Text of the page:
Fast Life

It’s dark and cold out here…the wind nipping at my toes, making the hairs on my legs stand up as they dangle over the ledge.

Let me stop you there before your mind wanders far enough as to etch some kind of brooding illustration into itself. This is the best position I could possibly ask to be in. Sitting on a balcony overlooking the ocean as I claw at the last few days of my final high school spring break as they drop into the bottom half of my hourglass. I only have the dim light of my laptop and the whisper of music barely audible over the gargling of the ocean to keep me company, and they perfectly suffice.

Ironically enough, the hook of the currently playing song goes as follows:

“Fast life, someone’s always caught up in the fast life.”

During the months prior to spring break, I found myself as the perfect case study for that very song. School was beginning to get to me. The proverbial candle had been burnt at both ends and the flame was beginning to lick at my fingertips. On top of that, add the enormous weight of a looming college decision and you had the perfect recipe for psychosis. OK, I’ll be honest, it probably wasn’t that bad but it sure felt that way. I was thinking way too far in the future and because of that, I regretfully wasn’t able to enjoy the here and now.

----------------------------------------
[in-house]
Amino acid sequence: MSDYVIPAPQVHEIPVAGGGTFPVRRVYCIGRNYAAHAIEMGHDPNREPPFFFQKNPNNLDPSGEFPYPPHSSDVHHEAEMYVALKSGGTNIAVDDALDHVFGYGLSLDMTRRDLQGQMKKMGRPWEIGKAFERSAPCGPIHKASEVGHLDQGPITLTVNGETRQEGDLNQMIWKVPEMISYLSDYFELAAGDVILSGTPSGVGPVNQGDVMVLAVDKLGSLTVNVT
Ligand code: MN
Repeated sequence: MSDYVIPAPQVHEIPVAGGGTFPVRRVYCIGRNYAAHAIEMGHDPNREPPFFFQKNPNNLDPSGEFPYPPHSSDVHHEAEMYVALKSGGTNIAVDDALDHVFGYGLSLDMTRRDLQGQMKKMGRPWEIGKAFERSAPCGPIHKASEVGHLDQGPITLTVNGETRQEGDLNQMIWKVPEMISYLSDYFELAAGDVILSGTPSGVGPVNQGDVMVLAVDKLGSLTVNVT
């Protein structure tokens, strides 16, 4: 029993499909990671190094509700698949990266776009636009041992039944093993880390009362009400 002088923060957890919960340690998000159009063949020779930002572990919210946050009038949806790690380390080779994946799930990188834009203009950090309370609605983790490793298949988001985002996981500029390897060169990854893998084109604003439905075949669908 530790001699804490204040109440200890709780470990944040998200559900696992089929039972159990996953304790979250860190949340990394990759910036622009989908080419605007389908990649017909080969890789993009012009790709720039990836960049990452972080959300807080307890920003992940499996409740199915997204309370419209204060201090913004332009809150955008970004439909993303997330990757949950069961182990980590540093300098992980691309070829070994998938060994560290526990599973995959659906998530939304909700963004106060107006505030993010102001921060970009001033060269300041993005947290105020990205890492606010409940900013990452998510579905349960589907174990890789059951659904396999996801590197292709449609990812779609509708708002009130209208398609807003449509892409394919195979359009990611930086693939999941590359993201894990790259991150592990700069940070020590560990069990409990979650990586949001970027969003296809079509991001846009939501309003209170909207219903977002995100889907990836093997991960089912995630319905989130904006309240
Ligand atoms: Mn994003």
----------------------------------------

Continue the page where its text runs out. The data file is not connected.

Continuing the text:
That weight is gone now and as the year winds down to a close, the candle is beginning to rebuild itself. I only have a month and a half left of my senior year of high school (and I still have yet to fully wrap my head around the prior statement). No, this isn’t my formal white flag or middle finger to the rest of the academic year. With that said, I’m making it my crusade to enjoy the rest of the year to the fullest. I have the best parts of senior year ahead of me: senior prom, senior skip day (or the more politically correct “senior appreciation day”), and graduation. Every day will be spent in the present, not thinking about the summer, not thinking about college next year. Before I know it, I’ll be a year older and slaving over a ten page research paper discussing the effects of aerosols on hurricane intensity or something, wishing I had moments like this back.

For now, it’s just me, the rolling ocean, street lights dotting the horizon like the reflection of the night sky in a puddle, and my thoughts. Peace and serenity beyond measure, attempting to live a slower life.

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College